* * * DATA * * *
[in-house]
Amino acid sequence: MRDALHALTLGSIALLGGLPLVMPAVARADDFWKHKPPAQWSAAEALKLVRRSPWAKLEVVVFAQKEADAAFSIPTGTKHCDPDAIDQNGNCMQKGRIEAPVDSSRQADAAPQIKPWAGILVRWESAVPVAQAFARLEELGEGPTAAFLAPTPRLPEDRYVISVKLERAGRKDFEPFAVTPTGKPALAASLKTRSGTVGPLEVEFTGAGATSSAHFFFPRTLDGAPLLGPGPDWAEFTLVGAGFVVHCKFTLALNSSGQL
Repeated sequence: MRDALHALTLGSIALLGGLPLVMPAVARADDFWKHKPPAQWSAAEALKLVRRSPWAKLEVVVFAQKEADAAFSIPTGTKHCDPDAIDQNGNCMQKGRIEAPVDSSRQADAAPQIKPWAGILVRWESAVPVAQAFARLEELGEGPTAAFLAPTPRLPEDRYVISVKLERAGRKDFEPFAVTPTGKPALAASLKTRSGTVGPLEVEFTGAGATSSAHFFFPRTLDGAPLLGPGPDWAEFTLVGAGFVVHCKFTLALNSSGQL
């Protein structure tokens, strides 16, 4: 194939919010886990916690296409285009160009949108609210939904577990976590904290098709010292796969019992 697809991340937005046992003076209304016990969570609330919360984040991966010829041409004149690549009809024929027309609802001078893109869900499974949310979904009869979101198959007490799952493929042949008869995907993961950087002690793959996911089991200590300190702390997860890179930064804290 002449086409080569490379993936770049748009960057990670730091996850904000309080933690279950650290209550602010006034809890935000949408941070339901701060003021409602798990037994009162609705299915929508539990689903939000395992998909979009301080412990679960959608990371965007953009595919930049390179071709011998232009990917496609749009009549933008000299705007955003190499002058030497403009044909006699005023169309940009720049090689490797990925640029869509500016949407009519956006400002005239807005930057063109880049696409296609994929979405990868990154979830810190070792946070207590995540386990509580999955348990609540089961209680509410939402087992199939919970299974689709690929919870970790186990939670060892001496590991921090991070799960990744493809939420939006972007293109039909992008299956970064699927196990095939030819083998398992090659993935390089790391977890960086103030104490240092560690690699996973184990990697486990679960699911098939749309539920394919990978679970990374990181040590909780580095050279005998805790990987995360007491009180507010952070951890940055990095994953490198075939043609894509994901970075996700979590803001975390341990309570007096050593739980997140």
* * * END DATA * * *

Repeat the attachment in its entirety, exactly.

[in-house]
Amino acid sequence: MRDALHALTLGSIALLGGLPLVMPAVARADDFWKHKPPAQWSAAEALKLVRRSPWAKLEVVVFAQKEADAAFSIPTGTKHCDPDAIDQNGNCMQKGRIEAPVDSSRQADAAPQIKPWAGILVRWESAVPVAQAFARLEELGEGPTAAFLAPTPRLPEDRYVISVKLERAGRKDFEPFAVTPTGKPALAASLKTRSGTVGPLEVEFTGAGATSSAHFFFPRTLDGAPLLGPGPDWAEFTLVGAGFVVHCKFTLALNSSGQL
Repeated sequence: MRDALHALTLGSIALLGGLPLVMPAVARADDFWKHKPPAQWSAAEALKLVRRSPWAKLEVVVFAQKEADAAFSIPTGTKHCDPDAIDQNGNCMQKGRIEAPVDSSRQADAAPQIKPWAGILVRWESAVPVAQAFARLEELGEGPTAAFLAPTPRLPEDRYVISVKLERAGRKDFEPFAVTPTGKPALAASLKTRSGTVGPLEVEFTGAGATSSAHFFFPRTLDGAPLLGPGPDWAEFTLVGAGFVVHCKFTLALNSSGQL
């Protein structure tokens, strides 16, 4: 194939919010886990916690296409285009160009949108609210939904577990976590904290098709010292796969019992 697809991340937005046992003076209304016990969570609330919360984040991966010829041409004149690549009809024929027309609802001078893109869900499974949310979904009869979101198959007490799952493929042949008869995907993961950087002690793959996911089991200590300190702390997860890179930064804290 002449086409080569490379993936770049748009960057990670730091996850904000309080933690279950650290209550602010006034809890935000949408941070339901701060003021409602798990037994009162609705299915929508539990689903939000395992998909979009301080412990679960959608990371965007953009595919930049390179071709011998232009990917496609749009009549933008000299705007955003190499002058030497403009044909006699005023169309940009720049090689490797990925640029869509500016949407009519956006400002005239807005930057063109880049696409296609994929979405990868990154979830810190070792946070207590995540386990509580999955348990609540089961209680509410939402087992199939919970299974689709690929919870970790186990939670060892001496590991921090991070799960990744493809939420939006972007293109039909992008299956970064699927196990095939030819083998398992090659993935390089790391977890960086103030104490240092560690690699996973184990990697486990679960699911098939749309539920394919990978679970990374990181040590909780580095050279005998805790990987995360007491009180507010952070951890940055990095994953490198075939043609894509994901970075996700979590803001975390341990309570007096050593739980997140």